- When is Scrum not Scrum? (Agile Advice) – Tobias mentions that one must insist on agile engineering practices when doing Scrum. There are two problems with this.
- Agile Thoughts » Blog Archive » When is Scrum not Scrum? – I teach what I know works and what I see as being appropriate; there are slight differences in each context of course, but there are certain practices I have found to be effective, all of which differ from standard Scrum practices
- coded ruminations – Selling Agile, a Smell? – The use of Agile must be adopted using an iterative incremental approach – a nimble approach – an Agile approach. Agile is not to be sold, it is to be used.
The S3InfiDisk for EC2 takes the form of a mountable Linux file system, creating an infinite storage disk for EC2 instances. The file systems can be mounted on any running EC2 instance, with data cached in local RAM and on the instance’s hard disk
Enterprise 2.0 platforms can provide highly general purpose, freeform, do-it-yourself (DIY) tools that have the potential to solve an entire group of related and overlapping problems in collaboration, knowledge management, SOA adoption, self-service IT, a
Portege R400 is a beautifully crafted convertible tablet laptop with built-in EV-DO, and a small LED readout on the front edge that shows the time, battery level, and wireless signal strength. It can also alert you to new e-mail messages while the lid is
In this in-depth introductory tutorial by Web application developer Igor Kusakov, you learn the basics of developing HTML widgets using Dojo; including how to refer an image, how to add an event handler to an HTML page, and how to handle composite widgets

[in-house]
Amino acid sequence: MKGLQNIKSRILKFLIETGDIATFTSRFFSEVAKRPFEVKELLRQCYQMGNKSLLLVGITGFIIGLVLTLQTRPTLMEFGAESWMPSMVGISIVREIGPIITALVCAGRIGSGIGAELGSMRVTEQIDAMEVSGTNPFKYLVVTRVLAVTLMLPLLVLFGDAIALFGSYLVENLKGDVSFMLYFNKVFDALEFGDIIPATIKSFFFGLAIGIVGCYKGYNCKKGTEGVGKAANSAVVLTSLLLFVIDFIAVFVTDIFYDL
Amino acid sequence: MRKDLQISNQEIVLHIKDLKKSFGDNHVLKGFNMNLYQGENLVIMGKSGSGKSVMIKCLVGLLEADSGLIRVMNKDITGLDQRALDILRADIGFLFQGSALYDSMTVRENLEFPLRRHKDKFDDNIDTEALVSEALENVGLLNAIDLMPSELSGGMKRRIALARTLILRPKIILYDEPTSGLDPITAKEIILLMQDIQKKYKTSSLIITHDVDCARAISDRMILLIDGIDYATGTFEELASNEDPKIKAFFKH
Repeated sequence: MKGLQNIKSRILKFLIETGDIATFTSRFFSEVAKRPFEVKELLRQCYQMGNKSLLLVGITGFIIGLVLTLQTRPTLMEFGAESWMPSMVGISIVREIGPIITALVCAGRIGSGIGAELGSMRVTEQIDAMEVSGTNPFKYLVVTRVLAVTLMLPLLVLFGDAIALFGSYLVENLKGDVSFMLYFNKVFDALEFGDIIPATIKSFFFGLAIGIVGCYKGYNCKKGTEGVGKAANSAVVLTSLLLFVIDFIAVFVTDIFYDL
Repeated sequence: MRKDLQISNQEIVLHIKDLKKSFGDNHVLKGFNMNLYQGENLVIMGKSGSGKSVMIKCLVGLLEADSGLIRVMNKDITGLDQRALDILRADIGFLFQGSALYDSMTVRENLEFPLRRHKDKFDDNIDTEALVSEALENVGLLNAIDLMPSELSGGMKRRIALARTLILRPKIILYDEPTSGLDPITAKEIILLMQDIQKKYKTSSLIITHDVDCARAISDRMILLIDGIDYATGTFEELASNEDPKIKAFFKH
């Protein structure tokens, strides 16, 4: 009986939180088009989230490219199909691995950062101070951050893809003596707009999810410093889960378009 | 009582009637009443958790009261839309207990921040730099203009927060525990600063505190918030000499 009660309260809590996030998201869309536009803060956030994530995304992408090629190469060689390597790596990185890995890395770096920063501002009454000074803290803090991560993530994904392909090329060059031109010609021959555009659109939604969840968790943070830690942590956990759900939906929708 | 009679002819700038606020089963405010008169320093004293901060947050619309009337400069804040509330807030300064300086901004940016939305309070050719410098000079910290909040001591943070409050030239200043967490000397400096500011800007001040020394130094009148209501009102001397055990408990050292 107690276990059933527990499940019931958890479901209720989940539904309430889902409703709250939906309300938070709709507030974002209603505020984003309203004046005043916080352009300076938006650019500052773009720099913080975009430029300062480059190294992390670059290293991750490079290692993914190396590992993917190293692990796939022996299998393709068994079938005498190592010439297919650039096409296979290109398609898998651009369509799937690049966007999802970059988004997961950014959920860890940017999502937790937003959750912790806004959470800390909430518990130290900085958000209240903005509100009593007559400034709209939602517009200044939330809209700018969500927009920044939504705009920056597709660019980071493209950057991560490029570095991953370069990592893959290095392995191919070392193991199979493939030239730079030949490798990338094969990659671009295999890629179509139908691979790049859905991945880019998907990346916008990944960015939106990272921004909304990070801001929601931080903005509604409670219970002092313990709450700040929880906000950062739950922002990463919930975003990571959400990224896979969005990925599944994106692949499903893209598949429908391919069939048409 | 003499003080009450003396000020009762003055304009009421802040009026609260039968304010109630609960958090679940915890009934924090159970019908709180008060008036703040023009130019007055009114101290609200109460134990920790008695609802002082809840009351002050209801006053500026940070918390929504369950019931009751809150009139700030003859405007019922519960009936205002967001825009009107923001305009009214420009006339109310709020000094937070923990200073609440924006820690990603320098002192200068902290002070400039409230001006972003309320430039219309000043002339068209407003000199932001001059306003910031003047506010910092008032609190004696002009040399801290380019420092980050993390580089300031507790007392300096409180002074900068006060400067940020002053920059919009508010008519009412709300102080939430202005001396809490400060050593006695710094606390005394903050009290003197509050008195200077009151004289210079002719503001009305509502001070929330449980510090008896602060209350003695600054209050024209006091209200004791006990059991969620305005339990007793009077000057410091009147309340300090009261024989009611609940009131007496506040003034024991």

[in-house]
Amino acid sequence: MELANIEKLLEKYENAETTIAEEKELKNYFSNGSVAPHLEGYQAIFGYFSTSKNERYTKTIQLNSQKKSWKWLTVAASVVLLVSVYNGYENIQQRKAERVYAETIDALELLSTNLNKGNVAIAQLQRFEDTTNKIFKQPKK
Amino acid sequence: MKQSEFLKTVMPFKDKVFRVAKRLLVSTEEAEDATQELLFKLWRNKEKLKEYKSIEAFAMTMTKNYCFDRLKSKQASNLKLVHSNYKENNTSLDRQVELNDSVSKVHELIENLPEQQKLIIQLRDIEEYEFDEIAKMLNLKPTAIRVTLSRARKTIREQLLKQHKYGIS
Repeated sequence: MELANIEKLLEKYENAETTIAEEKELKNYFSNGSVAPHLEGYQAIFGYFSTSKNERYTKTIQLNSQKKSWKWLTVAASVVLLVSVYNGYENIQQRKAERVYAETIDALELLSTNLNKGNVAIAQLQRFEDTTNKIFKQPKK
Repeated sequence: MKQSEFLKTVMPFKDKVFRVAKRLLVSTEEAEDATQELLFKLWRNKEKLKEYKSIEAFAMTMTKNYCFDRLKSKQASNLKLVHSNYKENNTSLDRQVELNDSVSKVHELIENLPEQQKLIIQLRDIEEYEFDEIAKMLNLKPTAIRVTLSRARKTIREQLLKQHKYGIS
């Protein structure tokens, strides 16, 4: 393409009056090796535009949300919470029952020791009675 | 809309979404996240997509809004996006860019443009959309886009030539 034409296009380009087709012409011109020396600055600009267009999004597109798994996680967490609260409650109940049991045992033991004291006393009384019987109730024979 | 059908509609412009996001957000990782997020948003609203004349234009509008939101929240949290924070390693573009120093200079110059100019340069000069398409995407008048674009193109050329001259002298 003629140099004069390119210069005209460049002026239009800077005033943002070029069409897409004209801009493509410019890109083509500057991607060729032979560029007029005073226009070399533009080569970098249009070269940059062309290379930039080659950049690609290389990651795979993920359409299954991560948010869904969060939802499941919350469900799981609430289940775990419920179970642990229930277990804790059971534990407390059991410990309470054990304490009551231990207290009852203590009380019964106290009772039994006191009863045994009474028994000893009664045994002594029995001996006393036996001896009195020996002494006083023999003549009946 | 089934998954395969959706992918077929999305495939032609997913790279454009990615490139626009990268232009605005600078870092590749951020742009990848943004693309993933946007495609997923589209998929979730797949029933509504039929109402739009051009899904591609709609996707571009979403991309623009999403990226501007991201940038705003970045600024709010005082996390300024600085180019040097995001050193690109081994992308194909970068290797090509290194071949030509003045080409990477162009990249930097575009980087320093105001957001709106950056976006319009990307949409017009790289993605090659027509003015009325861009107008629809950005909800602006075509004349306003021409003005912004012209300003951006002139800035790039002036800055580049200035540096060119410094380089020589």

Christophe Coenraets gives few examples of how you can use Adobe Flex as a presentation layer for your Spring applications (via onjava.com)
In using eyetracking to evaluate the usability of search forms for my previous article for UXmatters, â€œEvaluating the Usability of Search Forms Using Eyetracking: A Practical Approach,â€ we discovered much interesting data. Iâ€™ll provide an in-depth a
Amazon is in a position to apply the efficiencies of the Net to tangible and corporeal assets like products and people.
Jeff Bezos’ big bet is a bet on the software infrastructure of the Web. We here at Read/WriteWeb think this is a visionary strategy by Amazon – and it is likely to pay off…
This Microsoft-Novell deal is all because they both want to screw Oracle and Red Hat,
jets3t is a Java toolkit for the Amazon Simple Storage Service (S3). Building on the Java library provided by Amazon, the toolkit aims to simplify interaction with S3 while providing powerful additional features.
Just a quick post to report that Iâ€™ve uploaded the two presentations of the From J2EE to Java EE Tour in my website.
The project provides what is essentially a complete RSS and Atom development kit, which includes feed parsers, generators, blog client libraries, an Atom protocol implementation, a set of ten useful blogapps, and an easy-to-install blog and wiki server.
The real takeaway is that if you truly believe in using the best tool for the job, then you will be using Ruby at some point in the future.
Unlike Gooleï¿½s clean sheet approach to creating internet-class infrastructure, Amazon has made every mistake in the book. The original site was one hairball, database, OLTP and web server all on one system
Bigtable is a distributed storage system for managing structured data that is designed to scale to a very large size: petabytes of data across thousands of commodity servers.